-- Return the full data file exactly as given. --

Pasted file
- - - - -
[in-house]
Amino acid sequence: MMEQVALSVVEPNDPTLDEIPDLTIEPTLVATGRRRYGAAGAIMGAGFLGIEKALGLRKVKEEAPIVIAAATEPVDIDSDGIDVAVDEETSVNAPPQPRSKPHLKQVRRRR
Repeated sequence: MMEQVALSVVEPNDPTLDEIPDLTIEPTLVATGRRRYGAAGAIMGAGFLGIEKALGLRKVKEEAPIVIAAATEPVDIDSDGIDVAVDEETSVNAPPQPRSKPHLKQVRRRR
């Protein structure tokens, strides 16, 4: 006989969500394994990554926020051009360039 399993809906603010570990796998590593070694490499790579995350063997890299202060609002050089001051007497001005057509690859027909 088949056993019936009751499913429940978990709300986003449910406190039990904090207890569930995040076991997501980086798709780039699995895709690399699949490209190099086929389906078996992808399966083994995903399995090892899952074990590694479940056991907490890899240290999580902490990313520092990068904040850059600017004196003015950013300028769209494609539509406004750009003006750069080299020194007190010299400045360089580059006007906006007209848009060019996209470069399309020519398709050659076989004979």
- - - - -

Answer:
[in-house]
Amino acid sequence: MMEQVALSVVEPNDPTLDEIPDLTIEPTLVATGRRRYGAAGAIMGAGFLGIEKALGLRKVKEEAPIVIAAATEPVDIDSDGIDVAVDEETSVNAPPQPRSKPHLKQVRRRR
Repeated sequence: MMEQVALSVVEPNDPTLDEIPDLTIEPTLVATGRRRYGAAGAIMGAGFLGIEKALGLRKVKEEAPIVIAAATEPVDIDSDGIDVAVDEETSVNAPPQPRSKPHLKQVRRRR
């Protein structure tokens, strides 16, 4: 006989969500394994990554926020051009360039 399993809906603010570990796998590593070694490499790579995350063997890299202060609002050089001051007497001005057509690859027909 088949056993019936009751499913429940978990709300986003449910406190039990904090207890569930995040076991997501980086798709780039699995895709690399699949490209190099086929389906078996992808399966083994995903399995090892899952074990590694479940056991907490890899240290999580902490990313520092990068904040850059600017004196003015950013300028769209494609539509406004750009003006750069080299020194007190010299400045360089580059006007906006007209848009060019996209470069399309020519398709050659076989004979």